As of 10am 9th April 2020 an Order comes into effect to amend Permitted Development rights to allow local authorities and certain health service bodies (of which there is a long list including many NHS bodies and the Care Quality Commission (CQC)) to carry out development for dealing with emergencies.
This quickly follows changes to the Permitted Development Rights in Wales last week.
For those needing to rapidly respond to the COVID-19 situation, this will be welcomed. Since the crisis hit, a number of NHS bodies and local authorities have been approaching others including Registered Providers and operators of potentially suitable facilities for temporary use of their buildings to support the COVID-19 response, often involving an element of alteration and ‘development’ to adapt the facility to their needs. This Order will give some clarity as to the treatment of such development by the Local Planning Authorities and won’t just be of relevance to the widely reported Nightingale Hospitals which are being put in place.
The Town and Country Planning (General Permitted Development) (Coronavirus) (England) (Amendment) Order 2020 will amend the Town and Country Planning (General Permitted Development) (England) Order 2015, known as the GDPO will allow local authorities and certain health service bodies to carry out development on land owned, leased, occupied or maintained by it for the purposes of:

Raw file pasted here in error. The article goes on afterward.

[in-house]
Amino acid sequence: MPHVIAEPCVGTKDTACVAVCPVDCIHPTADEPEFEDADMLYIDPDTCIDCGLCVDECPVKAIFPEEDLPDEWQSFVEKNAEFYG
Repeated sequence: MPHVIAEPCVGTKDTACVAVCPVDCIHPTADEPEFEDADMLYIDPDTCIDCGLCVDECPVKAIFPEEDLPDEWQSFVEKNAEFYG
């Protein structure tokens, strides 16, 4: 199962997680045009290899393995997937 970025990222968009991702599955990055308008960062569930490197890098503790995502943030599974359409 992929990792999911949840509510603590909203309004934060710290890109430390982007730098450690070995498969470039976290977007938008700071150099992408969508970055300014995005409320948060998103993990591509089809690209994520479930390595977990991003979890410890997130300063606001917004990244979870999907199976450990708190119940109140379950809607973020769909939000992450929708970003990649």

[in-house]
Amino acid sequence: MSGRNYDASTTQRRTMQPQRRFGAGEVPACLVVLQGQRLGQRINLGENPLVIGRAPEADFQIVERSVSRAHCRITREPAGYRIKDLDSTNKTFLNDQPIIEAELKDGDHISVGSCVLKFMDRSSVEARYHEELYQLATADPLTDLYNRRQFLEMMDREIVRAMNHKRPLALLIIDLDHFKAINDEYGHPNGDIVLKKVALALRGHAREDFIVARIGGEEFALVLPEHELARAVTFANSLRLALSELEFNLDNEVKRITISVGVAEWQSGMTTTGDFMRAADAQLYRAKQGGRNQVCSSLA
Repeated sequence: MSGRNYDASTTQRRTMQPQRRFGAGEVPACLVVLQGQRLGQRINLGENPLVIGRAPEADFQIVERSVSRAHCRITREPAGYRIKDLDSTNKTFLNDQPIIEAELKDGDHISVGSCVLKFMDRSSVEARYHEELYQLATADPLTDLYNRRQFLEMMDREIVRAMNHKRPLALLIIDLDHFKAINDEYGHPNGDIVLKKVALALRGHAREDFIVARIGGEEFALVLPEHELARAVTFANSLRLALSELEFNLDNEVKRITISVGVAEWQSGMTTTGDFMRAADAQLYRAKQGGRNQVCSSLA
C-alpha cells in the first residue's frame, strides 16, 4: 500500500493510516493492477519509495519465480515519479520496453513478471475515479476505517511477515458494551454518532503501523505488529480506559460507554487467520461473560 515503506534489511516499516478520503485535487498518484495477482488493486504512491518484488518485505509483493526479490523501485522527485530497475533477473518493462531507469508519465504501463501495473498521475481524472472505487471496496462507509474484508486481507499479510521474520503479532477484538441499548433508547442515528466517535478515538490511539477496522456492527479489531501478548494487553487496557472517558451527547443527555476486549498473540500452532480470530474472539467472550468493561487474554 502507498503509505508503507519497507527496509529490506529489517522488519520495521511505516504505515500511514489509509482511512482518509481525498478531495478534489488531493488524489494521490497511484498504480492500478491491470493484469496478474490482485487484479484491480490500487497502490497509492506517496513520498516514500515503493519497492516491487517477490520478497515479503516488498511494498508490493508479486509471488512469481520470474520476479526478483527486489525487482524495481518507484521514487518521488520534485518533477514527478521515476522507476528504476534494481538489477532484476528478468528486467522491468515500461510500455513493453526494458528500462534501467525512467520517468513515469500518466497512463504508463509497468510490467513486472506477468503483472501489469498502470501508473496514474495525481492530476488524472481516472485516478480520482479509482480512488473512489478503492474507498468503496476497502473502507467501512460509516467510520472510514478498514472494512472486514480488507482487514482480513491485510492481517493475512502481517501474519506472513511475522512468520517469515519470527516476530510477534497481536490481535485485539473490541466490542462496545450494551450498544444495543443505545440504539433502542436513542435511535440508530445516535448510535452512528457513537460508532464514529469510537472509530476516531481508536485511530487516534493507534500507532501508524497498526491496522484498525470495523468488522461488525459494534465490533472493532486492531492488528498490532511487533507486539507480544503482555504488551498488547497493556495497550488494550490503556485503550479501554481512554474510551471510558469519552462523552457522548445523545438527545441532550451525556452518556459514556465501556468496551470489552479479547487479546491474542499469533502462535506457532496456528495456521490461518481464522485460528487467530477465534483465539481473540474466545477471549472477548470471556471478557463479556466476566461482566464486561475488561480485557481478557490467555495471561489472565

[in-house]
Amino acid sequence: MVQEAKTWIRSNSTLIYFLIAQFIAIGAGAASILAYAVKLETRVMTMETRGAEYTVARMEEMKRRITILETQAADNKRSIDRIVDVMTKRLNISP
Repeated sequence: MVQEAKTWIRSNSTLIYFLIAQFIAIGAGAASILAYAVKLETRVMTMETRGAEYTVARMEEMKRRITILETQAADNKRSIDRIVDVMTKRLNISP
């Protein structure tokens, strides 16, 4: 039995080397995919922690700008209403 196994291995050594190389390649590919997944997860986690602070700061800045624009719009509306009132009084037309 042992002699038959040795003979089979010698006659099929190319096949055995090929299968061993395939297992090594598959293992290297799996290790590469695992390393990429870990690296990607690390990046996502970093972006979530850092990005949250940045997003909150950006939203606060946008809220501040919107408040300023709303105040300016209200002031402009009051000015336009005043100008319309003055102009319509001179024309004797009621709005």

- preventing an emergency;
- reducing, controlling or mitigating the effects of an emergency; or
- taking other actions in connection with an emergency.
For these purposes, an emergency is defined as an event or situation which threatens serious damage to human welfare in a place in the United Kingdom, which clearly seeks to capture the stark COVID-19 situation.
The development permitted is subject to conditions which include that the use of the land should cease by 31 December 2020 and that the land should be restored to its condition before development took place or to such other state as agreed with the local planning authority and developer.
The Order also contains a list of exclusions for reliance on this permitted development right including limitations on proximity to dwellinghouses and understandably limitations on scale of development. Most notably for any plans for new facilities/development in residential areas if any part of the development would be carried out within 5 metres of the boundary of the curtilage of a dwellinghouse the development will not be considered permitted development.
In addition to surge healthcare facilities which will benefit from these new temporary rights, we are also likely to see the need for other facilities such as additional care accommodation where step-down and reablement care can be provided to relieve pressure on bedspaces in hospitals and existing care homes at this time of crisis. Use of hotels, leisure facilities, hostels, keyworker accommodation and student accommodation and void housing stock occupying key locations for temporary use will no doubt also form part of considerations by local authorities and health service bodies.
For more information contact Caroline Mostowfi, Partner in our Real Estate Projects Team for further information.